But I still felt horrible giving them their 90 days’ notice – Especially having even just a general idea of Napier’s rental market and how much more rents were likely to be.
As it happened, they found a place in Havelock North (Napier was just too expensive) only about a fortnight later, so my overdramatized fears of them being out on the street were, thankfully, unfounded.
It did mean, however, that I had to get back in and totally clear out the last of Mum and Dad’s things that I had left stored in the garage and shed on the property, as they would all be coming down as part of the subdivision.
Dad’s shed and garage are still sacred ground that I hadn’t had the heart, nerve, or storage space to strip of their contents when we first rented my old home out. The tenants had been able to use these sheds, but so much of Dad’s stuff remained I didn’t (and to a degree still don’t) know how or where to start.
I started making slow in-roads over recent afternoons and weekends, initially muttering “Sorry, Dad! Sorry, Dad!” guiltily as I went.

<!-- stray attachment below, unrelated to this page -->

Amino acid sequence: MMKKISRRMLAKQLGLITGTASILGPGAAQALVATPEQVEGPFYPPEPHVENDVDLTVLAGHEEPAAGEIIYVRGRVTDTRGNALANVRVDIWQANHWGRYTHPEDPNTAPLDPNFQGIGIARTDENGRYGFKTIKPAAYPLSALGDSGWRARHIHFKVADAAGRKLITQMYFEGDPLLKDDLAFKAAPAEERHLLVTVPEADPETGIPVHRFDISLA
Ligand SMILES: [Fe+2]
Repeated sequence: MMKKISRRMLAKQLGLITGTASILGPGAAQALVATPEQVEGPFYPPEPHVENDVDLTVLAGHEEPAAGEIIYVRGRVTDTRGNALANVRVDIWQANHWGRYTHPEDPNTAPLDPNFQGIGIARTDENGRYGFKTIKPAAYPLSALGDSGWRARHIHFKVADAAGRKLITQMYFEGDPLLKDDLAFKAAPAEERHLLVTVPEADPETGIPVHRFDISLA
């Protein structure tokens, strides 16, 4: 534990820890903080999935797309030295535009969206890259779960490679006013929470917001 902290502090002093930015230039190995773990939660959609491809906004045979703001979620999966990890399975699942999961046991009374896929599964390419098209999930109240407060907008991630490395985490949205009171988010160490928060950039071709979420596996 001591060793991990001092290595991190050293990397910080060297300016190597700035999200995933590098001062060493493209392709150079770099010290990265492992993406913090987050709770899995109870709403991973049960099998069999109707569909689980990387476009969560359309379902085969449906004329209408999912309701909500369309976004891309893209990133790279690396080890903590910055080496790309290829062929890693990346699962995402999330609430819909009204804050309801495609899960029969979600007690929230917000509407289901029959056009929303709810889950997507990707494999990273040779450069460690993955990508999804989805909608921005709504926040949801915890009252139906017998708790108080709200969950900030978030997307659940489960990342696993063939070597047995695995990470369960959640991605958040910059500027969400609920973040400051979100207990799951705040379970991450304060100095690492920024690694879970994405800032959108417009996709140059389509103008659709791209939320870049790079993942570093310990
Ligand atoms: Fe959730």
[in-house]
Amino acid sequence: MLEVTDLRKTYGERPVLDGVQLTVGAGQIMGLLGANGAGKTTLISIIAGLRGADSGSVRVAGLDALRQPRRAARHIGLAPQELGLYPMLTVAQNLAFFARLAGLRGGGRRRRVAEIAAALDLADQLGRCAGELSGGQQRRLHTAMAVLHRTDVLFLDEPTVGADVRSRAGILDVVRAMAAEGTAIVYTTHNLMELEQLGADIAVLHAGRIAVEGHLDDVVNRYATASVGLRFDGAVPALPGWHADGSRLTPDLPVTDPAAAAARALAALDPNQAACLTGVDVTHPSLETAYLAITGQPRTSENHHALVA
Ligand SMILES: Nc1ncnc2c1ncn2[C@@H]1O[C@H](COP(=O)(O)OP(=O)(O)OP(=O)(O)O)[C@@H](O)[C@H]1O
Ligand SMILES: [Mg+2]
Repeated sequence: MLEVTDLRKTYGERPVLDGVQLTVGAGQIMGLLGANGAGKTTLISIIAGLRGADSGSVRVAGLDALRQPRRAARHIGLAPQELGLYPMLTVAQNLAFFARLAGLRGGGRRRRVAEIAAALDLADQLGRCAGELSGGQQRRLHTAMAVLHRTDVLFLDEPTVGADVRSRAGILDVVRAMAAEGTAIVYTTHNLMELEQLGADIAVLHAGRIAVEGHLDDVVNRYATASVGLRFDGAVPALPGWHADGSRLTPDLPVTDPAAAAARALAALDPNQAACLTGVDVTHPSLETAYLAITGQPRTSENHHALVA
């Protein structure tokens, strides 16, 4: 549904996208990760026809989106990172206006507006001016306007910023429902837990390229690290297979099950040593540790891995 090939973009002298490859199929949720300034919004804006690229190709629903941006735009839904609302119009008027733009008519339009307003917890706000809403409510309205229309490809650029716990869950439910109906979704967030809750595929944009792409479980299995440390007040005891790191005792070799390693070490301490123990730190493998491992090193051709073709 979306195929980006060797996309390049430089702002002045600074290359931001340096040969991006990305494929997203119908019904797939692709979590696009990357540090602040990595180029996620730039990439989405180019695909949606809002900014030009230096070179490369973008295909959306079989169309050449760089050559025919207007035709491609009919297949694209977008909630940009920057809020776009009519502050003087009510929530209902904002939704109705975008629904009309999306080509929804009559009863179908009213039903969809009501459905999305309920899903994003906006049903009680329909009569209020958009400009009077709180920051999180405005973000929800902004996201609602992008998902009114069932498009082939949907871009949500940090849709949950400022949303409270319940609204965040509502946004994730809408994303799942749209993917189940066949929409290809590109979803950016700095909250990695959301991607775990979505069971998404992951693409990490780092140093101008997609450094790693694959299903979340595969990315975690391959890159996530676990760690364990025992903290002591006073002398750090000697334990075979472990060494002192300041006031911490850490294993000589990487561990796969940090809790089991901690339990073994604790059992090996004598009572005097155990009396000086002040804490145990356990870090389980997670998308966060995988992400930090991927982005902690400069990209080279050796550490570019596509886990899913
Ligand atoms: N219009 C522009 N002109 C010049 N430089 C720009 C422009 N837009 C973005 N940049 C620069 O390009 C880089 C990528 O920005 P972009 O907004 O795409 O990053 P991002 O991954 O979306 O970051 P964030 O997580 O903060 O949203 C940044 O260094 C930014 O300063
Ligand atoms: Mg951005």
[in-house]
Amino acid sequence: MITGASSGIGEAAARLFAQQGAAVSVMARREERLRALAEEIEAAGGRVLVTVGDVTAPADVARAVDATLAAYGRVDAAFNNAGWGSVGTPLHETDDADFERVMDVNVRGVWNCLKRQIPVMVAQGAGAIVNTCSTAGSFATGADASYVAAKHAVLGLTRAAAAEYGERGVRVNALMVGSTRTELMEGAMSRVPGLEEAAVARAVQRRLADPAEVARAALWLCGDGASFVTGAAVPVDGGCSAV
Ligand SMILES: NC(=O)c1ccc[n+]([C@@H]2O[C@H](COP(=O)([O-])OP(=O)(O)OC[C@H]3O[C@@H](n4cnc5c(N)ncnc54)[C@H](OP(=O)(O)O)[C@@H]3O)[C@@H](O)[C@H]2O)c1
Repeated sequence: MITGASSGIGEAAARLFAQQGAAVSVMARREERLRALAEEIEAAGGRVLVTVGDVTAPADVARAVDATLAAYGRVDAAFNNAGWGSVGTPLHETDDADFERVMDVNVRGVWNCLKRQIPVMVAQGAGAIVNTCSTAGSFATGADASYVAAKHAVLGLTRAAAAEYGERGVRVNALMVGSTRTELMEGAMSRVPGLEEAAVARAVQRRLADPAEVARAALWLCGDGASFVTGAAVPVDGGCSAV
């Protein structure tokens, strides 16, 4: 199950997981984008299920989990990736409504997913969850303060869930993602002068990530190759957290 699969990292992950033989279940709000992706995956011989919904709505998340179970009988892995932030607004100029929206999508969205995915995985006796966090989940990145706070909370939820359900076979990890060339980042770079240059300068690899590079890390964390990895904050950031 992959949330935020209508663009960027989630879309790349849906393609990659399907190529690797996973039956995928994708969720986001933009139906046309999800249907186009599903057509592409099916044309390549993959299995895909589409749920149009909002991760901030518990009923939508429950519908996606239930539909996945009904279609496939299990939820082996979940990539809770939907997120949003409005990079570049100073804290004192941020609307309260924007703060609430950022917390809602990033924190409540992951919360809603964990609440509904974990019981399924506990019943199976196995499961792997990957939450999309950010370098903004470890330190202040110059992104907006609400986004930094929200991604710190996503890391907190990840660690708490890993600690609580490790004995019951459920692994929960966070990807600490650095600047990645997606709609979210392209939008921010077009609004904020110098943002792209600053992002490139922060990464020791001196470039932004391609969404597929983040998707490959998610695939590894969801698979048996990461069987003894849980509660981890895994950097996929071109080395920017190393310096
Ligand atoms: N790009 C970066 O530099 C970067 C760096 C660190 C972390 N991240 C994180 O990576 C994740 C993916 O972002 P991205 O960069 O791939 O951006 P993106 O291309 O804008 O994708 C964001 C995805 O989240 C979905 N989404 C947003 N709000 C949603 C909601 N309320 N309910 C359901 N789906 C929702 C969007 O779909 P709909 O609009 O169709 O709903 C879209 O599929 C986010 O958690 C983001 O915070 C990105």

I can already see the piles going to the tip, metal recyclers and auction house / charity will be immense. Never mind all the ancient paints, cleaners, varnishes and weedkillers that will need to be taken away by hazardous waste removal.
First Star to the Left and on till Mourning
It’s not just the waste that’s hazardous – As I go through all the stuff I’m flooded with memories.
Memories of Dad and Mum, memories directly related to certain items and just memories of my first home.
Some memories clear and present, others foggy and indistinct.
Also, a fear of losing memories.
The former house of one of my Dad’s closest friends down the road from their place went up for sale recently. The people who bought it off him are moving on. I went to say “Goldfinch’s’ house is for sale!” out loud but stopped. Realising I’m the only living member of my family who would know what I was talking about.
My childhood was caring, loving, secure and fun. As an only child I was quite lonely, but I made up for it with creativity and imagination playing by myself and with my toys (and, probably, an unhealthy dose of 80s television, too..).